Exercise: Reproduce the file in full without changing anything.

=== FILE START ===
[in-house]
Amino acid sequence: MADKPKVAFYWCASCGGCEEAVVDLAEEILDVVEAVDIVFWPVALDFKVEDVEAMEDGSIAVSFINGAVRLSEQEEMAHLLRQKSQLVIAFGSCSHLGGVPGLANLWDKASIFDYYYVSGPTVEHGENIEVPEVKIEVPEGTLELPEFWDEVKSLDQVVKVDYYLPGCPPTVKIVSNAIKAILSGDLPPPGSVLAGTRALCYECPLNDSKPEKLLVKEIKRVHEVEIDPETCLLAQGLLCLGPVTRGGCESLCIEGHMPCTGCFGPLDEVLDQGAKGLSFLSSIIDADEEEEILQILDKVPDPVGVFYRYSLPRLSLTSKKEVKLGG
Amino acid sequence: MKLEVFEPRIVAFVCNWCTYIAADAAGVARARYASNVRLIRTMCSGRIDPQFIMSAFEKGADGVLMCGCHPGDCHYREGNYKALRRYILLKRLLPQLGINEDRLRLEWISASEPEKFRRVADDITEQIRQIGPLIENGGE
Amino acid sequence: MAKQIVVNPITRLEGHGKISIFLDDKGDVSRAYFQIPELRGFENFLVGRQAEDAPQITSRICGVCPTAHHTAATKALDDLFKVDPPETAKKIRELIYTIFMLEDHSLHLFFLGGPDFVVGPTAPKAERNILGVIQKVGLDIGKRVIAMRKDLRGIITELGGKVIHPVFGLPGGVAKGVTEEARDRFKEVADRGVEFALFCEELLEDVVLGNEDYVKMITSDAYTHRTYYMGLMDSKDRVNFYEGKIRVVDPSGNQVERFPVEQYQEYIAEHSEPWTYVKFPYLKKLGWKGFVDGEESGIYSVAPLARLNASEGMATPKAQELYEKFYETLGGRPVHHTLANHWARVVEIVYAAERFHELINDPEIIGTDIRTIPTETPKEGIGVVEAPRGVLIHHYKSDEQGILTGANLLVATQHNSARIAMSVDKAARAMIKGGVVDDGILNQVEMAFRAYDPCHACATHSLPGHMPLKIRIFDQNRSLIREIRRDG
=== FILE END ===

[in-house]
Amino acid sequence: MADKPKVAFYWCASCGGCEEAVVDLAEEILDVVEAVDIVFWPVALDFKVEDVEAMEDGSIAVSFINGAVRLSEQEEMAHLLRQKSQLVIAFGSCSHLGGVPGLANLWDKASIFDYYYVSGPTVEHGENIEVPEVKIEVPEGTLELPEFWDEVKSLDQVVKVDYYLPGCPPTVKIVSNAIKAILSGDLPPPGSVLAGTRALCYECPLNDSKPEKLLVKEIKRVHEVEIDPETCLLAQGLLCLGPVTRGGCESLCIEGHMPCTGCFGPLDEVLDQGAKGLSFLSSIIDADEEEEILQILDKVPDPVGVFYRYSLPRLSLTSKKEVKLGG
Amino acid sequence: MKLEVFEPRIVAFVCNWCTYIAADAAGVARARYASNVRLIRTMCSGRIDPQFIMSAFEKGADGVLMCGCHPGDCHYREGNYKALRRYILLKRLLPQLGINEDRLRLEWISASEPEKFRRVADDITEQIRQIGPLIENGGE
Amino acid sequence: MAKQIVVNPITRLEGHGKISIFLDDKGDVSRAYFQIPELRGFENFLVGRQAEDAPQITSRICGVCPTAHHTAATKALDDLFKVDPPETAKKIRELIYTIFMLEDHSLHLFFLGGPDFVVGPTAPKAERNILGVIQKVGLDIGKRVIAMRKDLRGIITELGGKVIHPVFGLPGGVAKGVTEEARDRFKEVADRGVEFALFCEELLEDVVLGNEDYVKMITSDAYTHRTYYMGLMDSKDRVNFYEGKIRVVDPSGNQVERFPVEQYQEYIAEHSEPWTYVKFPYLKKLGWKGFVDGEESGIYSVAPLARLNASEGMATPKAQELYEKFYETLGGRPVHHTLANHWARVVEIVYAAERFHELINDPEIIGTDIRTIPTETPKEGIGVVEAPRGVLIHHYKSDEQGILTGANLLVATQHNSARIAMSVDKAARAMIKGGVVDDGILNQVEMAFRAYDPCHACATHSLPGHMPLKIRIFDQNRSLIREIRRDG